Joshua Vail

Tribune reporter

After a late night Dungeons and Dragons session with three friends in November 1983 in Hawkins, Ind., 12-year-old Will Byers (Noah Schnapp) is chased home by a mysterious creature and vanishes.

In a secretive US Department of Energy lab near the town, a scientist is attacked by something unseen while attempting to flee from some kind of lab accident. 

While friends Mike Wheeler (Finn Wolfhard), Dustin Henderson (Gaten Matarazzo)  and Lucas Sinclair (Calab McLaughlin) search for Will, against the instructions of police chief Jim Hopper (David Harbour) and their parents, they find a mysterious girl who calls herself “Eleven” (Millie Bobby Brown) and is marked with a tattoo of the same number on her arm. She soon begins to display strange telepathic powers and a possible connection to whatever took Will. 

So opens the eight-episode first season of Stranger Things now streaming on Netflix. 

Other major characters include Will’s mother Joyce (Winona Ryder), older brother Jonathan (Charlie Heaton) and Mike Wheeler’s older sister Nancy (Natalia Dyer), who is starting a relationship with most-popular-guy-in-school Steve Harrington (Joe Keery) at the start of the series. She becomes involved in the mysterious events affecting the town for her own reasons. 

The series is definitely a love letter to films of the 1980s, with influences from teen romances mixed in with major nods to John Carpenter, E.T. and the Alien films. There are touches of X-Files as well. Joyce Byers even plays a bit of a Mulder to Hopper’s Scully early on, before both become fully aware that something very strange is going on with Will’s disappearance. 

While there is a touch of lightness and humor to the series, it’s also dark and tense and genuinely scary. It’s not clear even up to the last minute if everyone is going to make it out okay – and that’s awesome. There’s real tension here between the feeling that no one is safe and the writing making almost everyone sympathetic enough to make you care if they live or die. 

I was three when the 80s ended, so I probably missed many references to specific films, though the parallels to E.T. and the visual cues from Alien were not lost on me. Speaking of visuals, the effects were fantastic. I read that practical effects were used as often as possible for the creature and other sci-fi elements, with sparing CGI, and the attention to detail shows in how great everything looks. The 80s period also adds a visual flair that would have been missing is the series was set in present day.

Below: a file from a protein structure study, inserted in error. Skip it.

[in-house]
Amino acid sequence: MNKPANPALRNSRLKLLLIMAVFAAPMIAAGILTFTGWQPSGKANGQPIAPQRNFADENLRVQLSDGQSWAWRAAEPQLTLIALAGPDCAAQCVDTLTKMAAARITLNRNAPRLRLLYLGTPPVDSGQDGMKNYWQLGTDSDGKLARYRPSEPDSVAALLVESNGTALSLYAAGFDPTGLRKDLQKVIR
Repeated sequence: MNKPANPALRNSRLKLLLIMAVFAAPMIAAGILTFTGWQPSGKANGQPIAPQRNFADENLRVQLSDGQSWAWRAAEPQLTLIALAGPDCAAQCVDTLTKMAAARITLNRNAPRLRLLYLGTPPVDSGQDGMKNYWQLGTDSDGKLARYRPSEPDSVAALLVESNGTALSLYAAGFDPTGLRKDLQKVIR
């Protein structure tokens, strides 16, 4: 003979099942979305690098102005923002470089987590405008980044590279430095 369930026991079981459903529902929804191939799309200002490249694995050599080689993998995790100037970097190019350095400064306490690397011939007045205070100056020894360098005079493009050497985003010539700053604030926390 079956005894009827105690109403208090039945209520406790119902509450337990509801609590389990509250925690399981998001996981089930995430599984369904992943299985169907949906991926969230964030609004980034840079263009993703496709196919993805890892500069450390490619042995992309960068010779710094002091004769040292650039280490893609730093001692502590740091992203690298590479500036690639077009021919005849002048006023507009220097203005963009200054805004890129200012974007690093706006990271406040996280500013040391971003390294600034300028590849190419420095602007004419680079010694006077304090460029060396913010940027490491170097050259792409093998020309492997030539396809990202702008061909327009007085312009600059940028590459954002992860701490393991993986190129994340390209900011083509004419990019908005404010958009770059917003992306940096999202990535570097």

A few parts of the finale are a bit weak visually, when practical effects reached their limit but the CGI wasn’t quite believable.

The show really stands out for its writing and acting. Ryder plays the terrified mother who appears to be losing her grip on reality and knows how crazy she looks even while she refuses to give up on her lost son. The three nerdy boys are all lovable dorks, believable middle school boys and their awkward friendship with the mysterious Eleven is (at the risk of sounding unmanly) adorable. The child actors in Stranger Things are all especially good, but every actor shines and almost every named character feels like a real, complex person. 

The exception is some of the antagonists from the government lab, who read as one-dimensional characters without complex motivations and without any character arcs. 

The answers to the mystery of the creature, Will’s disappearance, the secret lab and Eleven’s connections to the whole thing are given piecemeal over the course of the show’s eight hours, with enough answers to be satisfying but not so much that they remove any sense of wonder from the show’s finale. 

There is one glaring exception in episode 6, where one answer (that astute viewers will have already guessed correctly) is spelled out explicitly in a ham-fisted manner that doesn’t flow at all. I won’t spoil it here, but it felt very out of place. 

Despite the series’ obvious love for the 80s, the characters frequently play against type and the story progression subverts movie tropes as often as it celebrates them. The ending also leaves the door open for more mystery in a possible second season, which I’m personally hoping for. 

Stranger Things can be streamed on Netflix at any time.

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